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Dakota Electric proposes cheaper rates for charging electric cars

“I put in an order in April 2010 and got it in June 2012,” he said. “It’s been a good car, so far.”

Each night, he must wait some more — but this time it’s to charge the car.

Lee plugs into a specially installed meter in his Lakeville house that doesn’t juice his car until between 11 p.m. and 7 a.m., when rates and electricity demand are lowest.

It gives the 33-year-old engineer a break on his electricity bill, but rate programs like the one he’s on are obscure and nearly impossible for the average person to figure out. They were never designed for electric cars.

So Dakota Electric, which serves about 95,000 residential customers in Lakeville and
Lee plugs in his Leaf. (Pioneer Press: Chris Polydoroff)
the rest of Dakota County, is proposing something new: It wants the Minnesota Public Utilities Commission to allow it to establish a special electricity rate solely for electric vehicles like Lee’s Leaf.

Farmington-based Dakota Electric is scheduled to appear before the PUC on Thursday, Oct. 18, to propose a two-year pilot program for electric vehicle rates that would charge a little less than 6 cents per kilowatt-hour, almost half the regular residential rate.

There’s a catch, though: The rates rise dramatically during so-called “on-peak times” between 4 and 9 p.m. — the time when everyone gets home from work and school and starts turning on lights, the TV and other appliances that drive up demand on the system.

During that time,

it would cost 38 cents per kilowatt-hour to charge a car, more than three times the regular rate.

By employing this carrot-and-stick approach, Dakota Electric is hoping to convince owners of electric vehicles, or EVs, to stick to the off-peak hours, when it costs the power cooperative the least to buy power from its supplier, Great River Energy, said Michael Hoy, Dakota Electric’s manager of energy and member services.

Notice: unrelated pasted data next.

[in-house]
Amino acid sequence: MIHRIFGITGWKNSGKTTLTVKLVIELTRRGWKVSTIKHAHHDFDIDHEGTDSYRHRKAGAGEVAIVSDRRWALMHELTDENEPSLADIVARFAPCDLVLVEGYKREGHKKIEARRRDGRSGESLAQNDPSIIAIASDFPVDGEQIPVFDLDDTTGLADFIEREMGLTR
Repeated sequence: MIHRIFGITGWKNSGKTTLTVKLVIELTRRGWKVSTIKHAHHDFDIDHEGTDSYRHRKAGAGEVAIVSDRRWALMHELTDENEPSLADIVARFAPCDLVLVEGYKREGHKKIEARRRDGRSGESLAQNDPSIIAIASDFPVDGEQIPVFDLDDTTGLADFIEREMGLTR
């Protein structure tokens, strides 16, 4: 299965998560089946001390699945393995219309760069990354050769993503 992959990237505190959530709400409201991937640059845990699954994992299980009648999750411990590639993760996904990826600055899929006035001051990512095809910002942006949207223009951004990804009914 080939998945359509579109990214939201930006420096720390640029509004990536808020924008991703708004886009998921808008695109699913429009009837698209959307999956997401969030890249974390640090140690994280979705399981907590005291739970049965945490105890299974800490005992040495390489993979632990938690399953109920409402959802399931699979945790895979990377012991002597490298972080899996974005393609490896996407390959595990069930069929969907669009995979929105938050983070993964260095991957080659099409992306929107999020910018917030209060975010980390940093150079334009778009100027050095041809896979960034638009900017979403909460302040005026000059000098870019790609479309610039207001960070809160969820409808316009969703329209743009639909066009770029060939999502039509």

“You can plug in and program the car to charge at the most favorable
Lee sits behind the wheel of his Leaf, Oct. 17. (Pioneer Press: Chris Polydoroff)
rates,” he said. “It’s plug and play.”

The idea of charging electric cars at night is not new. Electric car enthusiasts have talked about it for years for exactly the reasoning behind Dakota Electric’s proposal: taking advantage of low demand and presumably, low rates.

Overnight charging also might allow EV owners to take advantage of wind energy. Wind tends to blow hardest at night, ironically, when demand is lowest.

But few utilities have changed their rates to accommodate the electric car. There is a trend, but it’s still very new, said Ethan Fawley, transportation policy director at Fresh Energy, a nonprofit advocacy group based in St. Paul.

Only a handful of states have utilities with special EV rates or pilot programs — Michigan, home to the auto industry, and New York, Illinois and California, he said.

The reason no Minnesota utility has such a rate is simple. “We still have only a few hundred electric vehicles,” Fawley said.

But Fresh Energy supports off-peak charging.
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